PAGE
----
Inter partes review falls squarely within the public-rights doctrine. Judicial precedent recognizes that the decision to grant a patent is a matter involving public rights, specifically, the grant of a public franchise. Inter partes review is simply a reconsideration of that grant, and Congress has permissibly reserved the United States Patent and Trademark Office's (PTO’s) authority to conduct that reconsideration. Thus, the PTO can do so without violating U.S. Const. art. III.
Petitioner Oil States Energy Services, LLC, obtained a patent relating to technology for protecting wellhead equipment used in hydraulic fracturing. It sued respondent Greene's Energy Group, LLC, in Federal District Court for infringement. Greene's Energy challenged the patent's validity in the District Court and also petitioned the PTO for inter partes review. Both proceedings progressed in parallel. The District Court issued a claim-construction order favoring Oil States, while the Board issued a decision concluding that Oil States' claims were unpatentable. Oil States appealed to the Federal Circuit. In addition to its patentability arguments, it challenged the constitutionality of inter partes review, arguing that actions to revoke a patent must be tried in an Article III court before a jury. While the case was pending, the Federal Circuit issued a decision in a separate case, rejecting the same constitutional arguments raised by Oil States.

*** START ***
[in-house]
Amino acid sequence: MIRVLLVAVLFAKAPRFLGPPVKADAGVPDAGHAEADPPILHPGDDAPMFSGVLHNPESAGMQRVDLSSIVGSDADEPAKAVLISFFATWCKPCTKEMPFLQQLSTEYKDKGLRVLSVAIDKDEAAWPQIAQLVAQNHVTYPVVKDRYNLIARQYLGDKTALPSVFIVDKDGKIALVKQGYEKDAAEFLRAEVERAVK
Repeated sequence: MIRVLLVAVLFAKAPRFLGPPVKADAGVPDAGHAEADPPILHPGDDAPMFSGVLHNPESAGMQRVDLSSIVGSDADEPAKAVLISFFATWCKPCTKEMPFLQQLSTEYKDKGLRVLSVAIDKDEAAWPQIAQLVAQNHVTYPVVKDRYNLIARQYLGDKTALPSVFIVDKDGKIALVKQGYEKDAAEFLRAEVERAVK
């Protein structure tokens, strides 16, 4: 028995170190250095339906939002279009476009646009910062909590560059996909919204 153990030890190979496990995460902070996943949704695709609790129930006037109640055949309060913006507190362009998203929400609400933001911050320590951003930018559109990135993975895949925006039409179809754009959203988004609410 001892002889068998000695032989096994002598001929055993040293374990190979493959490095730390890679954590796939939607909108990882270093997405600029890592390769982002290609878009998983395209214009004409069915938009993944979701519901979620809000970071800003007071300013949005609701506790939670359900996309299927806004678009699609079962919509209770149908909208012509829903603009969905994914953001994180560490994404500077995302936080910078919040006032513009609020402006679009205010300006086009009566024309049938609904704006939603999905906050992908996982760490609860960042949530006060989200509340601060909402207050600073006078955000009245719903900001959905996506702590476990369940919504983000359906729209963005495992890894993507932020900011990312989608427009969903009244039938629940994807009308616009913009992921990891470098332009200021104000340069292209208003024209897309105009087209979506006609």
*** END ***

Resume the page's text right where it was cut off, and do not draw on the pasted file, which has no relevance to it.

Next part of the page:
Is inter partes review, in this case, violative of U.S. Const. art. III?
The Court ruled that inter partes review under 35 U.S.C.S. §§ 311-319 did not violate U.S. Const. art. III where such review was simply a reconsideration of the grant of a patent, thereby falling squarely within the public-rights doctrine. In the case at bar, the Court held that the review qualified the property rights granted by the Patent Act.